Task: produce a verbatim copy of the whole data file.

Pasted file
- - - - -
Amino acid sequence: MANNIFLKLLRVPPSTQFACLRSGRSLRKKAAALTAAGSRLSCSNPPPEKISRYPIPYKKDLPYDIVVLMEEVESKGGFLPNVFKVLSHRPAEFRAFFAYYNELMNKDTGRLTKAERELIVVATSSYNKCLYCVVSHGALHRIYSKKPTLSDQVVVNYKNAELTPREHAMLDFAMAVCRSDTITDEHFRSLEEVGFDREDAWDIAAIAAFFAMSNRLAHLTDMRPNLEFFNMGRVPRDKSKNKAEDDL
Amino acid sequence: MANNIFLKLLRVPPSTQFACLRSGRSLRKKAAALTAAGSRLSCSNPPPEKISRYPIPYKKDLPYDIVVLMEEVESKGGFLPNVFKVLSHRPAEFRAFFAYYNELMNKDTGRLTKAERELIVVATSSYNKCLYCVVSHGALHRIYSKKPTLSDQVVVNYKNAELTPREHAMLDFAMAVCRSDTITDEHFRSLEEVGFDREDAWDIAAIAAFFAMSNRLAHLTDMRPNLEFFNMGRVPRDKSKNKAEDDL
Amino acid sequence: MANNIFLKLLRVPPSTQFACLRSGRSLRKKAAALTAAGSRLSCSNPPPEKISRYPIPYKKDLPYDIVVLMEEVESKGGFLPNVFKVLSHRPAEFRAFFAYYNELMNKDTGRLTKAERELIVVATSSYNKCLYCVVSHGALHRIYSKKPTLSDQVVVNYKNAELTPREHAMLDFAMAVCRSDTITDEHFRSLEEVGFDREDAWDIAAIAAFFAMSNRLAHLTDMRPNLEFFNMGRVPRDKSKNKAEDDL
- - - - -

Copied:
Amino acid sequence: MANNIFLKLLRVPPSTQFACLRSGRSLRKKAAALTAAGSRLSCSNPPPEKISRYPIPYKKDLPYDIVVLMEEVESKGGFLPNVFKVLSHRPAEFRAFFAYYNELMNKDTGRLTKAERELIVVATSSYNKCLYCVVSHGALHRIYSKKPTLSDQVVVNYKNAELTPREHAMLDFAMAVCRSDTITDEHFRSLEEVGFDREDAWDIAAIAAFFAMSNRLAHLTDMRPNLEFFNMGRVPRDKSKNKAEDDL
Amino acid sequence: MANNIFLKLLRVPPSTQFACLRSGRSLRKKAAALTAAGSRLSCSNPPPEKISRYPIPYKKDLPYDIVVLMEEVESKGGFLPNVFKVLSHRPAEFRAFFAYYNELMNKDTGRLTKAERELIVVATSSYNKCLYCVVSHGALHRIYSKKPTLSDQVVVNYKNAELTPREHAMLDFAMAVCRSDTITDEHFRSLEEVGFDREDAWDIAAIAAFFAMSNRLAHLTDMRPNLEFFNMGRVPRDKSKNKAEDDL
Amino acid sequence: MANNIFLKLLRVPPSTQFACLRSGRSLRKKAAALTAAGSRLSCSNPPPEKISRYPIPYKKDLPYDIVVLMEEVESKGGFLPNVFKVLSHRPAEFRAFFAYYNELMNKDTGRLTKAERELIVVATSSYNKCLYCVVSHGALHRIYSKKPTLSDQVVVNYKNAELTPREHAMLDFAMAVCRSDTITDEHFRSLEEVGFDREDAWDIAAIAAFFAMSNRLAHLTDMRPNLEFFNMGRVPRDKSKNKAEDDL